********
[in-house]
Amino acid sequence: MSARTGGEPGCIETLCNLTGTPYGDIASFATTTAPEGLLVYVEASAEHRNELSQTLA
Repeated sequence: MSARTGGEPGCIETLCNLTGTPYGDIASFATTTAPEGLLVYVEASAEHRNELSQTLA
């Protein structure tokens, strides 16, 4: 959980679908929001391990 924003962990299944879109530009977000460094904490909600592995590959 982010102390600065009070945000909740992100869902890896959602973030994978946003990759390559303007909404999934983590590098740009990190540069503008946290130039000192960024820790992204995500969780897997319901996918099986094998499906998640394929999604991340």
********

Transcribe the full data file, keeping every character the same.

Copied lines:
[in-house]
Amino acid sequence: MSARTGGEPGCIETLCNLTGTPYGDIASFATTTAPEGLLVYVEASAEHRNELSQTLA
Repeated sequence: MSARTGGEPGCIETLCNLTGTPYGDIASFATTTAPEGLLVYVEASAEHRNELSQTLA
């Protein structure tokens, strides 16, 4: 959980679908929001391990 924003962990299944879109530009977000460094904490909600592995590959 982010102390600065009070945000909740992100869902890896959602973030994978946003990759390559303007909404999934983590590098740009990190540069503008946290130039000192960024820790992204995500969780897997319901996918099986094998499906998640394929999604991340």